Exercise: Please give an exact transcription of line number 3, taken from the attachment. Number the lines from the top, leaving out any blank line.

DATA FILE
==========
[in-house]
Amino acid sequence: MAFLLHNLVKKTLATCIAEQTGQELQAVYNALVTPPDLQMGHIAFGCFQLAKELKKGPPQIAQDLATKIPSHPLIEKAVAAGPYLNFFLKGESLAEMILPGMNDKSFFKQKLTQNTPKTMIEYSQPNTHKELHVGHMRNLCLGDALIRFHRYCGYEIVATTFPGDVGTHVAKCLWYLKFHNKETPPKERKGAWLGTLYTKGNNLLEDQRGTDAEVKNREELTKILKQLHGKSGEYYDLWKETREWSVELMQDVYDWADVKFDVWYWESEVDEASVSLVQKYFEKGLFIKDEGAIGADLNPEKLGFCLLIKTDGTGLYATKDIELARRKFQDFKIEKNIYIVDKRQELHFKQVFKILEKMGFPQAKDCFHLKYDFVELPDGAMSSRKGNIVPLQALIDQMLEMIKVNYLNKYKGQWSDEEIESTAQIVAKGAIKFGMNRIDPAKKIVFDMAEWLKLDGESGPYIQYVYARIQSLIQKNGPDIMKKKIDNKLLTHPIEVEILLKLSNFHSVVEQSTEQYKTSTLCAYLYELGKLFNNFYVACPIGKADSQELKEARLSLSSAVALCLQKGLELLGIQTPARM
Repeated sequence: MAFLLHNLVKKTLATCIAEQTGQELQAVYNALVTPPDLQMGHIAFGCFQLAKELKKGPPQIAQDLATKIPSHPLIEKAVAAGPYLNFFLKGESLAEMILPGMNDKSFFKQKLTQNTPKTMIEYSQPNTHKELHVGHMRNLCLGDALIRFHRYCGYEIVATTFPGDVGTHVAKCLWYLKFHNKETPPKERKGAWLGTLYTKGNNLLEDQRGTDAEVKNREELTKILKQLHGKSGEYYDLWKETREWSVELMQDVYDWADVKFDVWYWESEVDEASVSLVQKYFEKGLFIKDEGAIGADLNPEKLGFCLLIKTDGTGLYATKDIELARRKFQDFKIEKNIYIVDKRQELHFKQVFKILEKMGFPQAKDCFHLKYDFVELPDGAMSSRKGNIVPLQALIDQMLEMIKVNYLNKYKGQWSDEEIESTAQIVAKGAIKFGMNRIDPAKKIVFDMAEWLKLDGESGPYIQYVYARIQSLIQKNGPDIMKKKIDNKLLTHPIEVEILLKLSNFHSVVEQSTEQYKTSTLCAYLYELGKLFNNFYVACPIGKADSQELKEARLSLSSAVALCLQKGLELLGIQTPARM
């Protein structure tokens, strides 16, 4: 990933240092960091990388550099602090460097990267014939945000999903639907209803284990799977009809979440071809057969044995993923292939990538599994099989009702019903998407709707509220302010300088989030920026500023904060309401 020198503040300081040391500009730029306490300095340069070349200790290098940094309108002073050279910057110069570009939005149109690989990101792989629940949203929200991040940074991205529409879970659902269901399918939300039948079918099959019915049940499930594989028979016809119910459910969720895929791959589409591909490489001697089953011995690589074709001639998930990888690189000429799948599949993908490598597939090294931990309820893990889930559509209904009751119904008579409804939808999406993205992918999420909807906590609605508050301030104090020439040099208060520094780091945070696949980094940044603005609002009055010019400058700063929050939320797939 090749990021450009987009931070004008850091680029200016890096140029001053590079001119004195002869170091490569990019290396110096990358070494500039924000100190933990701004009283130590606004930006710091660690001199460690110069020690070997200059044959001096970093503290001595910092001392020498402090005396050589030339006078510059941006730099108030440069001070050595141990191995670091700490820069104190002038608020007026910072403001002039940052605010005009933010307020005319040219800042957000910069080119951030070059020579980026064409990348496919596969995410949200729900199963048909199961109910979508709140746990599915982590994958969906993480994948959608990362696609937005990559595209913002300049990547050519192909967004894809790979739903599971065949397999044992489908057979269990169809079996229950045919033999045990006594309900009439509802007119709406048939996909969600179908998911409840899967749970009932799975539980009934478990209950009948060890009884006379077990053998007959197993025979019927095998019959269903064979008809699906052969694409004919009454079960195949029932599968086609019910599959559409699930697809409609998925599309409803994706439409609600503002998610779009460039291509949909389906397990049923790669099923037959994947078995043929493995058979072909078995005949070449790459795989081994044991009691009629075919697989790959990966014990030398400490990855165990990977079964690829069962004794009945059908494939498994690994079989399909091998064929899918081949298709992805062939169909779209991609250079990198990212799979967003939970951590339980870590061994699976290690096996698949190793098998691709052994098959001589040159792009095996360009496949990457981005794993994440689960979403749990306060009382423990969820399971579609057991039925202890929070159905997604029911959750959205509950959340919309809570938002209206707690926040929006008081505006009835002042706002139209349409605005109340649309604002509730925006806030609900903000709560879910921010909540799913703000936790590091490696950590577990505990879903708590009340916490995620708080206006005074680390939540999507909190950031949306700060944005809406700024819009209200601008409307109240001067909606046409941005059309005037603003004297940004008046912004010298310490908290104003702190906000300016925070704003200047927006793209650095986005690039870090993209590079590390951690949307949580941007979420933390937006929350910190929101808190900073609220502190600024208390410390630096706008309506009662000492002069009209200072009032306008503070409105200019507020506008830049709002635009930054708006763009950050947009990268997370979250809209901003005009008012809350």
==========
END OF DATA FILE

Repeated sequence: MAFLLHNLVKKTLATCIAEQTGQELQAVYNALVTPPDLQMGHIAFGCFQLAKELKKGPPQIAQDLATKIPSHPLIEKAVAAGPYLNFFLKGESLAEMILPGMNDKSFFKQKLTQNTPKTMIEYSQPNTHKELHVGHMRNLCLGDALIRFHRYCGYEIVATTFPGDVGTHVAKCLWYLKFHNKETPPKERKGAWLGTLYTKGNNLLEDQRGTDAEVKNREELTKILKQLHGKSGEYYDLWKETREWSVELMQDVYDWADVKFDVWYWESEVDEASVSLVQKYFEKGLFIKDEGAIGADLNPEKLGFCLLIKTDGTGLYATKDIELARRKFQDFKIEKNIYIVDKRQELHFKQVFKILEKMGFPQAKDCFHLKYDFVELPDGAMSSRKGNIVPLQALIDQMLEMIKVNYLNKYKGQWSDEEIESTAQIVAKGAIKFGMNRIDPAKKIVFDMAEWLKLDGESGPYIQYVYARIQSLIQKNGPDIMKKKIDNKLLTHPIEVEILLKLSNFHSVVEQSTEQYKTSTLCAYLYELGKLFNNFYVACPIGKADSQELKEARLSLSSAVALCLQKGLELLGIQTPARM